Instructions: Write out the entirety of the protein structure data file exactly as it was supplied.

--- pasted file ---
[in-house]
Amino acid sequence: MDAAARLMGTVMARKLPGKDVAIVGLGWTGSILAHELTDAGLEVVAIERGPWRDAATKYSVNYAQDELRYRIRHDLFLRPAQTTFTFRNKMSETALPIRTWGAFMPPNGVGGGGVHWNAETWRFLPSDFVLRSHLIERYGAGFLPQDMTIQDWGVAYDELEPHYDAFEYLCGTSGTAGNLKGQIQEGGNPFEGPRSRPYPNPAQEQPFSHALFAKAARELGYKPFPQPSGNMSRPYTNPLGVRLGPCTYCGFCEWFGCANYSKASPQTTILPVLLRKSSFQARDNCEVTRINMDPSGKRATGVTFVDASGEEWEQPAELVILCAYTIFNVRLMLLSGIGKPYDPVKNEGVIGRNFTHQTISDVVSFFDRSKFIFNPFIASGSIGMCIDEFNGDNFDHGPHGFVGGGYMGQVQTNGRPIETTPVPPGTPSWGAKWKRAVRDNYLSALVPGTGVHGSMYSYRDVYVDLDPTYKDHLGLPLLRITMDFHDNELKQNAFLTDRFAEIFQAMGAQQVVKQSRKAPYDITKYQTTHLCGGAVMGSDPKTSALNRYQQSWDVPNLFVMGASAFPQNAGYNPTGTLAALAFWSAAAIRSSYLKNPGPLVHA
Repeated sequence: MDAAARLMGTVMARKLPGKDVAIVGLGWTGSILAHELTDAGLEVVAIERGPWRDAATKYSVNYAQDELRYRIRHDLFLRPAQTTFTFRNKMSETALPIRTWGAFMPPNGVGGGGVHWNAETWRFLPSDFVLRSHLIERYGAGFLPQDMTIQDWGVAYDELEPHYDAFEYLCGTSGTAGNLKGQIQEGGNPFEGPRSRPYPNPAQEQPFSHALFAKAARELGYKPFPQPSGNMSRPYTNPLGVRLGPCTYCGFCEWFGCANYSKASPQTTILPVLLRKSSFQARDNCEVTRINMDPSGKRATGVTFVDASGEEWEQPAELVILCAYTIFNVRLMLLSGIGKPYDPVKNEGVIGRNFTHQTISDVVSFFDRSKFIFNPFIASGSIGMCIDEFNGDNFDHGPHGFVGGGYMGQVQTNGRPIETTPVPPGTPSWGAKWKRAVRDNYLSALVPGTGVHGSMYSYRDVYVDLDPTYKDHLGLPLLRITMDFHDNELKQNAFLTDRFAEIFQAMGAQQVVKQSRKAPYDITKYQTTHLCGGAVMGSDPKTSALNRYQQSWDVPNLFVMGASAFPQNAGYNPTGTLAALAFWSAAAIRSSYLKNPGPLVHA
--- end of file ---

[in-house]
Amino acid sequence: MDAAARLMGTVMARKLPGKDVAIVGLGWTGSILAHELTDAGLEVVAIERGPWRDAATKYSVNYAQDELRYRIRHDLFLRPAQTTFTFRNKMSETALPIRTWGAFMPPNGVGGGGVHWNAETWRFLPSDFVLRSHLIERYGAGFLPQDMTIQDWGVAYDELEPHYDAFEYLCGTSGTAGNLKGQIQEGGNPFEGPRSRPYPNPAQEQPFSHALFAKAARELGYKPFPQPSGNMSRPYTNPLGVRLGPCTYCGFCEWFGCANYSKASPQTTILPVLLRKSSFQARDNCEVTRINMDPSGKRATGVTFVDASGEEWEQPAELVILCAYTIFNVRLMLLSGIGKPYDPVKNEGVIGRNFTHQTISDVVSFFDRSKFIFNPFIASGSIGMCIDEFNGDNFDHGPHGFVGGGYMGQVQTNGRPIETTPVPPGTPSWGAKWKRAVRDNYLSALVPGTGVHGSMYSYRDVYVDLDPTYKDHLGLPLLRITMDFHDNELKQNAFLTDRFAEIFQAMGAQQVVKQSRKAPYDITKYQTTHLCGGAVMGSDPKTSALNRYQQSWDVPNLFVMGASAFPQNAGYNPTGTLAALAFWSAAAIRSSYLKNPGPLVHA
Repeated sequence: MDAAARLMGTVMARKLPGKDVAIVGLGWTGSILAHELTDAGLEVVAIERGPWRDAATKYSVNYAQDELRYRIRHDLFLRPAQTTFTFRNKMSETALPIRTWGAFMPPNGVGGGGVHWNAETWRFLPSDFVLRSHLIERYGAGFLPQDMTIQDWGVAYDELEPHYDAFEYLCGTSGTAGNLKGQIQEGGNPFEGPRSRPYPNPAQEQPFSHALFAKAARELGYKPFPQPSGNMSRPYTNPLGVRLGPCTYCGFCEWFGCANYSKASPQTTILPVLLRKSSFQARDNCEVTRINMDPSGKRATGVTFVDASGEEWEQPAELVILCAYTIFNVRLMLLSGIGKPYDPVKNEGVIGRNFTHQTISDVVSFFDRSKFIFNPFIASGSIGMCIDEFNGDNFDHGPHGFVGGGYMGQVQTNGRPIETTPVPPGTPSWGAKWKRAVRDNYLSALVPGTGVHGSMYSYRDVYVDLDPTYKDHLGLPLLRITMDFHDNELKQNAFLTDRFAEIFQAMGAQQVVKQSRKAPYDITKYQTTHLCGGAVMGSDPKTSALNRYQQSWDVPNLFVMGASAFPQNAGYNPTGTLAALAFWSAAAIRSSYLKNPGPLVHA